The Power of Imagery

Positive visualization is often more powerful than positive thinking.

Posted Jun 25, 2016

Bill and Bob were good friends for many years who met while starting out as entry-level employees at a large corporation. They both developed an interest in golf and would play together regularly. Over the years, Bob seemed to enjoy more frequent promotions than Bill and his golf handicap improved faster than Bill’s, too. When Bill asked Bob to what he attributed his success, Bob answered with one word, “visualization.”

Not everyone can picture scenes and events in their minds as clearly as photographs, but we all possess the ability to conjure up images with varying degrees of clarity. For example, if someone asks you how many windows are in your house, you will probably be able to form a picture of your house in your mind’s eye and count them.

Almost everyone has heard about the power of positive thinking, but the power of positive imaging is even greater.  In most cases, before you are capable of actually doing something, you first need to be able to picture yourself doing it.  In fact, it is known that Albert Einstein himself said “Imagination is more important than knowledge.”

The famous children's book "The Little Engine That Could" emphasized teaching children the value of optimism and hard work.  It's signature phrase "I think I can, I think I can" taught millions of children the importance of positive thinking and perseverance.  But just as it is said a picture is worth a 1000 words, sometimes a very clear, attainable and well rehearsed image can be worth dozens of optimistic statements and self-affirmations.

Hence, in addition to rational, language-based thinking (i.e., self-talk, cognition, or “left-brain” thinking), richly visualizing specific scenarios (often called “right-brain” thinking) can greatly facilitate successful outcomes.  Thus, “I see myself, I see myself...” or vividly imagining succeeding, or adaptively coping with certain adverse events, seems to aid in success even more than well practiced positive statements (like “I think I can, I think I can”).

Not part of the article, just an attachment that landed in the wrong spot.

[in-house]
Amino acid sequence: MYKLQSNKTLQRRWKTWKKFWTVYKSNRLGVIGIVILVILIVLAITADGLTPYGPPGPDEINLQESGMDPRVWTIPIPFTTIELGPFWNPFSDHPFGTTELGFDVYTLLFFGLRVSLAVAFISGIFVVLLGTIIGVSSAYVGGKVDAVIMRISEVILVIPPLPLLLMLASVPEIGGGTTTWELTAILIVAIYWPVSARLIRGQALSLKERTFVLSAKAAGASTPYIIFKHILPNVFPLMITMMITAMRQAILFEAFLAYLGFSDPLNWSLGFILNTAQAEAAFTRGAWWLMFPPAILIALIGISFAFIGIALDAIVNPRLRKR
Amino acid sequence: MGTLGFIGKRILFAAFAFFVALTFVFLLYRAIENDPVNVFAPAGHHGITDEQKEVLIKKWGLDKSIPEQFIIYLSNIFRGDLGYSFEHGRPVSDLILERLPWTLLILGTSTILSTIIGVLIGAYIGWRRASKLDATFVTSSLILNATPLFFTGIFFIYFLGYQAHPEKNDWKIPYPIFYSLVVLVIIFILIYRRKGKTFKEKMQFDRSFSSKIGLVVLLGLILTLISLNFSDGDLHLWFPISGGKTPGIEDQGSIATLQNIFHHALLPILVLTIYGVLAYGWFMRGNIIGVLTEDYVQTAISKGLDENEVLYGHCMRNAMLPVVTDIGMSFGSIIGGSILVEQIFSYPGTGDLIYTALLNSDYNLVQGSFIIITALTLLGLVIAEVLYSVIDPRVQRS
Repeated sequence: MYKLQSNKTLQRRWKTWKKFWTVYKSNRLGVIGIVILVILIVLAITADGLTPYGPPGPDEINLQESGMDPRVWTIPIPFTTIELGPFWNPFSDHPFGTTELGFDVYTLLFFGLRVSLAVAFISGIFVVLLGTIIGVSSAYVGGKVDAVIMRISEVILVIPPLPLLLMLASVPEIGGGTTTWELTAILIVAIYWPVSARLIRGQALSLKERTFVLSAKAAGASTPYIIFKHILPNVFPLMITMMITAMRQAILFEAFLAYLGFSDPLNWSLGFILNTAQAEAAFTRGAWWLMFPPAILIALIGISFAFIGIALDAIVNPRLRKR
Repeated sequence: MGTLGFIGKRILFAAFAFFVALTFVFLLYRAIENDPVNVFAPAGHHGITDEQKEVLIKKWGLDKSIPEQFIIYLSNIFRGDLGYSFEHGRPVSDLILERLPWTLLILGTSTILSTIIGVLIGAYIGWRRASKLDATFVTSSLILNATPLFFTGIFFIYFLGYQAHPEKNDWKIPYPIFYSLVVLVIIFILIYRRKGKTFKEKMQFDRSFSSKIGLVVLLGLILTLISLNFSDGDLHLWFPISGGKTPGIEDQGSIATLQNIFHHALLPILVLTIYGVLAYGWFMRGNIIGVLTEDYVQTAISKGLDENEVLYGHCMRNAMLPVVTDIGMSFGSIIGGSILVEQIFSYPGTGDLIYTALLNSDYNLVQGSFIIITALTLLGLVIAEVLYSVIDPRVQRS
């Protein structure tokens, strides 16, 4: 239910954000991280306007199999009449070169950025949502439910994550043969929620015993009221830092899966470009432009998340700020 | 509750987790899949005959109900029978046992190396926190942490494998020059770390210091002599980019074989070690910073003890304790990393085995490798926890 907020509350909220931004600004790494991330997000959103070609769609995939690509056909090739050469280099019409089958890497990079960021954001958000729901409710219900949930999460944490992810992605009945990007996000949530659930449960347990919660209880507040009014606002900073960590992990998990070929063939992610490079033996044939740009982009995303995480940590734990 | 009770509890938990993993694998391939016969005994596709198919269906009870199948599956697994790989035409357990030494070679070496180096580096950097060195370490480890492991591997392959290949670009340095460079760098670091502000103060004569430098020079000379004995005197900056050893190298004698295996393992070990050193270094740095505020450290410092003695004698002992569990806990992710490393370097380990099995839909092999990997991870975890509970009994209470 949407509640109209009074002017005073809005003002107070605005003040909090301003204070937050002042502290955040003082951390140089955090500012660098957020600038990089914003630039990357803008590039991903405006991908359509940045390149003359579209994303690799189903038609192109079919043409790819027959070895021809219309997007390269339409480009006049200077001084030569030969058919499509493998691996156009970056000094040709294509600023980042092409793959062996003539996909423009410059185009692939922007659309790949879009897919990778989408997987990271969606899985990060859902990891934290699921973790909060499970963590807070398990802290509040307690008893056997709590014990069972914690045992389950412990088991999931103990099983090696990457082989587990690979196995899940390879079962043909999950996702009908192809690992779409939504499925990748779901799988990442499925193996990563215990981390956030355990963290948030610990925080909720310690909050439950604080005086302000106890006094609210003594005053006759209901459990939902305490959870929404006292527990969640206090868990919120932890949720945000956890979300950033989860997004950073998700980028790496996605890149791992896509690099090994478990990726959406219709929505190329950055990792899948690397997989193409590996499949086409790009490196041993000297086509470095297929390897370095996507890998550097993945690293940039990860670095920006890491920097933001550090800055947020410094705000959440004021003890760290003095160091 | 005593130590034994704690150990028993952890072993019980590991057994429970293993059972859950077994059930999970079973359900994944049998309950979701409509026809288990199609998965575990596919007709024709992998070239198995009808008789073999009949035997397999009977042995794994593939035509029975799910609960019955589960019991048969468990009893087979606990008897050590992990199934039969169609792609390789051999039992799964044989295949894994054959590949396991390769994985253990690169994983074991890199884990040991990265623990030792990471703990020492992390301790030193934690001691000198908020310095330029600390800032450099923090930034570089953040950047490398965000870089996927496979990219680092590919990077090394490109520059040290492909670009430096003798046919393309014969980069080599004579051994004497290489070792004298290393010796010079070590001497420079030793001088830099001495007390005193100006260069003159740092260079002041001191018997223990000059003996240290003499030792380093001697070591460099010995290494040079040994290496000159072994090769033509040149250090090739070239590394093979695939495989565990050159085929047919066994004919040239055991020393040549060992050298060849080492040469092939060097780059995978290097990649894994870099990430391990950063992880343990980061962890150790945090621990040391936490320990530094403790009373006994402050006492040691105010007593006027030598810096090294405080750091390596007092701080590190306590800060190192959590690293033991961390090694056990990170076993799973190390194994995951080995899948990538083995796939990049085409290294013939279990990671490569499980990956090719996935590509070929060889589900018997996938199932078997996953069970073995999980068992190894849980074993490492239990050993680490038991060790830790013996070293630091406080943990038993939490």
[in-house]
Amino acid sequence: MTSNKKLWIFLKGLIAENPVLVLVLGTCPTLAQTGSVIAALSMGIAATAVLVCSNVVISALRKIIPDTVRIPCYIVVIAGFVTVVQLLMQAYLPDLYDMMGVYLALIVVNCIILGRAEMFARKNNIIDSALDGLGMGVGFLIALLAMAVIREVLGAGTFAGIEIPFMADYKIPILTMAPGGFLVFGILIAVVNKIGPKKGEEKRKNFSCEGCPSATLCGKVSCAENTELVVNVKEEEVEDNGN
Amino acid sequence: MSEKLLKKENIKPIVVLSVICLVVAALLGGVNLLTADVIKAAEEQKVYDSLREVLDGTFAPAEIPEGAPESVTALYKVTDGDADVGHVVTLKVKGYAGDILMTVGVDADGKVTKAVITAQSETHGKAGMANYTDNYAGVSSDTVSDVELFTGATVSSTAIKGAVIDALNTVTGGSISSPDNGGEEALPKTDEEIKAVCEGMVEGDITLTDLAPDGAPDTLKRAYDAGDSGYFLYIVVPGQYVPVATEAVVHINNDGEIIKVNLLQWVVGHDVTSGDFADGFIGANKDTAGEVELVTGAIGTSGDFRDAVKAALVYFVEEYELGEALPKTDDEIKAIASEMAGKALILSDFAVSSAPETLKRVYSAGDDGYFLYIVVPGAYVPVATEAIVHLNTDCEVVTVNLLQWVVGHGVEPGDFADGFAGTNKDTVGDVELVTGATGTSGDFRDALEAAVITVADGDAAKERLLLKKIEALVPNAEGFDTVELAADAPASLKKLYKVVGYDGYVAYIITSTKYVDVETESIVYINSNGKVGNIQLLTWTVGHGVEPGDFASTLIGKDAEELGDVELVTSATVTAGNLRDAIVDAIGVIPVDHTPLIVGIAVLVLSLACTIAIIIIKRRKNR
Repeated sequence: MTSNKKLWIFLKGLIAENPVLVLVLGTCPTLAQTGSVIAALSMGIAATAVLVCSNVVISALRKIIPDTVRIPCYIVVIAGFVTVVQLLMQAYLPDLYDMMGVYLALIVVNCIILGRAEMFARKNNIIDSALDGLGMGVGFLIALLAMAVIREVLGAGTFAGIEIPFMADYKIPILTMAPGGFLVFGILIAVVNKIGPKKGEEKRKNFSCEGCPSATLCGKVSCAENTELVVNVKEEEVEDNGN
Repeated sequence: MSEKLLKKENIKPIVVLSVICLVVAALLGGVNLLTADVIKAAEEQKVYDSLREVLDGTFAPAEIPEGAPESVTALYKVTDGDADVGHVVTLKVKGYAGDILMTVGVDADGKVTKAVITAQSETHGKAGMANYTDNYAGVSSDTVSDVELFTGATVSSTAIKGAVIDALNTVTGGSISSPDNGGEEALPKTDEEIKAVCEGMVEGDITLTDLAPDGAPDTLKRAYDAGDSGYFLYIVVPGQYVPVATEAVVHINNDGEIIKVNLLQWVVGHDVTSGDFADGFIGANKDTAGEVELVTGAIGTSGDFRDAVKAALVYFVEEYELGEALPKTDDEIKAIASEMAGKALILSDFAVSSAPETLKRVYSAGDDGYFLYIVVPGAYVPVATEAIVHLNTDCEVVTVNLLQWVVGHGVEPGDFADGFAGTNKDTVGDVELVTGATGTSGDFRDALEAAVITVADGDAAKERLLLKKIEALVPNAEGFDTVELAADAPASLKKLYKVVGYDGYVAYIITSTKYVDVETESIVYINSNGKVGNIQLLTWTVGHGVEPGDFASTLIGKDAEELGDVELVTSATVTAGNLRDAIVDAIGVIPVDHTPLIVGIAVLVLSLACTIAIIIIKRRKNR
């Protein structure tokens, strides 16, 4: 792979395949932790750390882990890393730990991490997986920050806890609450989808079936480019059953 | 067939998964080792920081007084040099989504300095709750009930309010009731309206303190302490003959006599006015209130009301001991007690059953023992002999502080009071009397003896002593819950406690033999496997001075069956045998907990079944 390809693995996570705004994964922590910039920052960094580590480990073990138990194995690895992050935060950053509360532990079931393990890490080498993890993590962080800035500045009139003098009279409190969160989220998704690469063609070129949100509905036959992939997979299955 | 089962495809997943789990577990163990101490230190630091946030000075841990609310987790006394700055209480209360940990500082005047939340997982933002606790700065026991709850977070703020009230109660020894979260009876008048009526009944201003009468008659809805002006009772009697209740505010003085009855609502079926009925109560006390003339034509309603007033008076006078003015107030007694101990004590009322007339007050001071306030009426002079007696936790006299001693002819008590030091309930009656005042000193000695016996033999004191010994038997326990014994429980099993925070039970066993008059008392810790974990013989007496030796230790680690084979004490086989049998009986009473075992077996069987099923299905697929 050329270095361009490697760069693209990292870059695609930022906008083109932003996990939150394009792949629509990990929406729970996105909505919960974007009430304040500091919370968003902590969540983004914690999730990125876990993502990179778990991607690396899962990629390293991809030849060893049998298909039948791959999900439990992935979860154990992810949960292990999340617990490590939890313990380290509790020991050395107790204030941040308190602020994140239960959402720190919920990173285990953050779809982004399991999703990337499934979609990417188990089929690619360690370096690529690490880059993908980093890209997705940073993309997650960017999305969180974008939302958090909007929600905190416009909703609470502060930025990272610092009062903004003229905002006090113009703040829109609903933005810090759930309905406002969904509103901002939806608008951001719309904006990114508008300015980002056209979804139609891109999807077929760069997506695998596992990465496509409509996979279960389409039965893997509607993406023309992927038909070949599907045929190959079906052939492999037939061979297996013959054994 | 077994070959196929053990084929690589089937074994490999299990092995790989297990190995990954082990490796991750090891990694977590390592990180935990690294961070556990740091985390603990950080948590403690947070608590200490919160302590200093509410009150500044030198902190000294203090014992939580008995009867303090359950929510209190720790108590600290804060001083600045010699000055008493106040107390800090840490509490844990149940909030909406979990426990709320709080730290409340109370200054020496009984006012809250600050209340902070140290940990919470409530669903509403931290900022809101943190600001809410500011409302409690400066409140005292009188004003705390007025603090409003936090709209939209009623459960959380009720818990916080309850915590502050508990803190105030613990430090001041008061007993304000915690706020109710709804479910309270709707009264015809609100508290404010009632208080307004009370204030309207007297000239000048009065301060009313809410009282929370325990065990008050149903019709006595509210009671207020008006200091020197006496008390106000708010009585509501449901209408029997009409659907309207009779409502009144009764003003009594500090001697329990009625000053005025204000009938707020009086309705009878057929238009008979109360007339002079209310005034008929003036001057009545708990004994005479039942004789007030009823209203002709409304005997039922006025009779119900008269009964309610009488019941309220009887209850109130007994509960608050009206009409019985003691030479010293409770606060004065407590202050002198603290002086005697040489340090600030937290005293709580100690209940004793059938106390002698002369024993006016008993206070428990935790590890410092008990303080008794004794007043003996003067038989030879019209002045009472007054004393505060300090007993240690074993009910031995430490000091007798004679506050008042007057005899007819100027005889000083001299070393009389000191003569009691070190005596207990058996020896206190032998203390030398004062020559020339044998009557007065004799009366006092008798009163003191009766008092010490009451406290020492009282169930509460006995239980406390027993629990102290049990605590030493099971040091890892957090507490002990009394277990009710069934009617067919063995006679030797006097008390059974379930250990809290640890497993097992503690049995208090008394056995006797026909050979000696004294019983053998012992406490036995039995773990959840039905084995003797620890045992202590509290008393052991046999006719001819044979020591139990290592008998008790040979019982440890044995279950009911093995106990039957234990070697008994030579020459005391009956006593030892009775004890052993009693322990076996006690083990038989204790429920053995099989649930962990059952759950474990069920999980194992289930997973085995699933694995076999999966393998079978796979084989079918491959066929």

Suppose you want to ask your boss for a raise. Can you visualize approaching him or her and asking for more money? Can you actually see yourself doing so? If your answer is “No,” if you say “I can’t imagine myself doing that,” it is pretty obvious that you’ll probably avoid the actual encounter and probably remain at your present salary.

Alternatively, if you can picture that scene, if you can see yourself calmly but assertively stating your case as to why you believe you deserve a higher wage, chances are that you will take action.

Many famous athletes choreograph their moves in imagery before going into action. For example, champion skiers imagine themselves negotiating almost every inch of a slope, champion tennis players picture themselves executing successful shots, and ballerinas and gymnasts will practice their moves as much in imagination as in actual rehearsal.

What this is getting at is very simple but extremely effective. That is, if you really wish to succeed at something, picture yourself doing it successfully over and over again.

Obviously, this refers to visualizing success that lies within your reach. You will not succeed in doing the impossible no matter how much imagery you practice.

One of the most powerful visualization methods is called coping imagery.

  • Picture yourself coping with difficult events. See yourself managing, perhaps struggling or battling, but nevertheless getting through it – attaining success.

Another powerful visualization exercise is called goal imagery.

  • First, vividly picture a goal and then imagine yourself taking the specific steps necessary to attain it.  For example, if you want to lose some weight, imagine yourself at your ideal weight.  Then picture yourself doing what is necessary to achieve that goal (e.g., exercising more, passing on desserts, eating more salads and fewer snacks, etc.).

These visualization exercises done repeatedly can enhance the likelihood of actual success in many situations. What I’m recommending, in effect, is structured daydreaming. Try it out and see what a difference it can make.

Remember:  Think well, Act Well, Feel well, Be well!

Copyright Clifford N. Lazarus, Ph.D.

Reference:

Lazarus, A.A. (1977).  In The Mind’s Eye: The Power of Imagery Therapy to Give You Control Over Your Life.  New York: Rawson.

Dear reader,

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Clifford

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